Sunday, October 9, 2016

Bullying for Parents: What You Can Do (Part II)

As the US Department of Education states, "Parents play critical roles in addressing and preventing bullying." Their concern, influence and responsibility are unparalleled. Once parents are fully aware of the bullying problem, the next step is action. Fortunately, excellent advice is easily accessible, and plentiful resources are available online for parents.

Some anti-bullying initiatives have been inspired by recent films. For example, the BULLY Project, a campaign extending from the movie BULLY, offers helpful tips for parents:
  • Parents are encouraged to teach their children about cyberbullying and encourage them to be positive witnesses to bullying. 
  • Children should hear the consistent message at home and at school that bullying is not a normal part of childhood. 
  • Parents need to share with other parents what they know about the prevalence of bullying in schools. 
  • When parents learn their child is being bullied, doing the bullying, or witnessing bullying, and they are not sure what to do, they should ask for help. In addition to the school resources, the medical community, mental health professionals, and other community resources are available to assist. 
The National PTA's program Connect for Respect (C4R) unites parents, students, and schools in efforts against bullying. The first step of C4R is creating a team of students, parents, and educators. This team will assess the culture/climate of the school community, target areas of concern based on the results, and move toward strengthening a positive and supportive culture where bullying cannot thrive.

Stan Davis, founder of the Stop Bullying Now, with Charisse Nixon, Professor at Penn State Behrend, compiled their experience with the voices of 13.000 students in Youth Voice Project: Student Insight into Bullying and Peer Mistreatment. They provide valuable advice for parents who believe their child is being bullied or mistreated. The first important step is to assess the severity of the mistreatment.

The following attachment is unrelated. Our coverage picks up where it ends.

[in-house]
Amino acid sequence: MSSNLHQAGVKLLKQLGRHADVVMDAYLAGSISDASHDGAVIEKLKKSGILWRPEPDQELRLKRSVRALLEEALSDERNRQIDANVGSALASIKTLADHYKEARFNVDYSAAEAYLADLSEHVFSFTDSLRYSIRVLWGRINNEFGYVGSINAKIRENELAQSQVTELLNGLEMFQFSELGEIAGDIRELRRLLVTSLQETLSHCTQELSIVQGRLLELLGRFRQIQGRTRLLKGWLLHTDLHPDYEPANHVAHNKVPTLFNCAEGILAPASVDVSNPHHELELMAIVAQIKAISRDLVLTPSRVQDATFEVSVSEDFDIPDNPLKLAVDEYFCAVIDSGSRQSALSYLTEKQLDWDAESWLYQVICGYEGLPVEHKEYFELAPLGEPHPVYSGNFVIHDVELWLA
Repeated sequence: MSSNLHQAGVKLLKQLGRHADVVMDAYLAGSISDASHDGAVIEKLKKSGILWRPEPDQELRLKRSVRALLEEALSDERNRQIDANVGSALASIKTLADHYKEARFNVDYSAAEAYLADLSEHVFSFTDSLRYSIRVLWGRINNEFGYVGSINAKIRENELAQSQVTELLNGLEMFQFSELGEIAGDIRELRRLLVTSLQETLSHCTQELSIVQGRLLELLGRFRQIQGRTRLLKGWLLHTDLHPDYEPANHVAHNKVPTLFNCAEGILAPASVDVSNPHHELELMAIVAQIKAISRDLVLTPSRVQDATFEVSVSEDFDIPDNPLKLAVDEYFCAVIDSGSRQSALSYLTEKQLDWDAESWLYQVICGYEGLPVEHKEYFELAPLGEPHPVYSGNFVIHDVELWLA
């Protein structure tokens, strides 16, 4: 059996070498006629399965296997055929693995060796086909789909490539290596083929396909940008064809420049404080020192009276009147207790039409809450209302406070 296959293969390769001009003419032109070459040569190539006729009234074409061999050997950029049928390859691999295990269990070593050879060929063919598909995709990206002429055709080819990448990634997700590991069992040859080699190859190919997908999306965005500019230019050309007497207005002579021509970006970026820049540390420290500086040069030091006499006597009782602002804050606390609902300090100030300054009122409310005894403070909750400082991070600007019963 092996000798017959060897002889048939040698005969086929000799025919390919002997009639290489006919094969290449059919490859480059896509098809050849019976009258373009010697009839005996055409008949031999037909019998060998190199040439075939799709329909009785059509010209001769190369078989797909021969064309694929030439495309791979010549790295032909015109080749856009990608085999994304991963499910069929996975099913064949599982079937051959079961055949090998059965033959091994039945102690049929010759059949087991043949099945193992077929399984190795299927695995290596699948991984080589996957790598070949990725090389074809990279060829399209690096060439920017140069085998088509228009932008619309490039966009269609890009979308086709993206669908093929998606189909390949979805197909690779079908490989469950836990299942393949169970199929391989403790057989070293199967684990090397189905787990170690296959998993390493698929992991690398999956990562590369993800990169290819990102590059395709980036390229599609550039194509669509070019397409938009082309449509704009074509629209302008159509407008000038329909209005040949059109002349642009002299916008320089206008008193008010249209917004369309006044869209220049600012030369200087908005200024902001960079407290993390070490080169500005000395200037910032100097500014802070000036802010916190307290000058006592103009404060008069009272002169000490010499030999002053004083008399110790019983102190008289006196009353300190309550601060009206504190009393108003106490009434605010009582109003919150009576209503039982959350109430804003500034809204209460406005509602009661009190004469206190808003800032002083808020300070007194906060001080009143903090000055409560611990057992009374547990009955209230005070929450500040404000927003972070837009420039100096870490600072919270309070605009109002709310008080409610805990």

1. If the behavior is mild and has little impact on the well-being of the child, parents should advise their child to ignore the behavior, stay away from the person mistreating them, and/or ask the person to stop.
  2. If the behavior continues or is moderately severe, parents should begin documenting the mistreatment with dates and other details. They should brainstorm together possible solutions after identifying the strategies the child has used to that point. Parents may then approach the school, making contact with the teacher first and then the principal. The meetings should be focused on the documented mistreatment and existing school policy/response to bullying.
  3. If the behavior is severe, parents may need to approach officials with documentation of the events and the impact as a first step of action. They should work with school officials in matters of school-based bullying and outside officials, perhaps law enforcement, with bullying that occurs in the community. If the child continues to show signs of trauma, including sleeplessness and anxiety, a physician or mental health professional will be of great assistance.
One of the most important pieces of advice for parents and a most challenging one to achieve is to remain calm. Being calm when talking to school and outside officials will allow the problem and the details surrounding it to be presented in a non-threatening manner. Staying calm when talking with your child about the incident will help to draw out the facts necessary to address the problem. 

Most importantly, remaining calm will help to quiet the upset child. By modeling this, the parent is also helping the child build resilience and inner strength, a positive outcome from a traumatic situation.

When little people are overwhelmed by big emotions, it is our job to share our calm, not to join their chaos.   ~L.R. Knost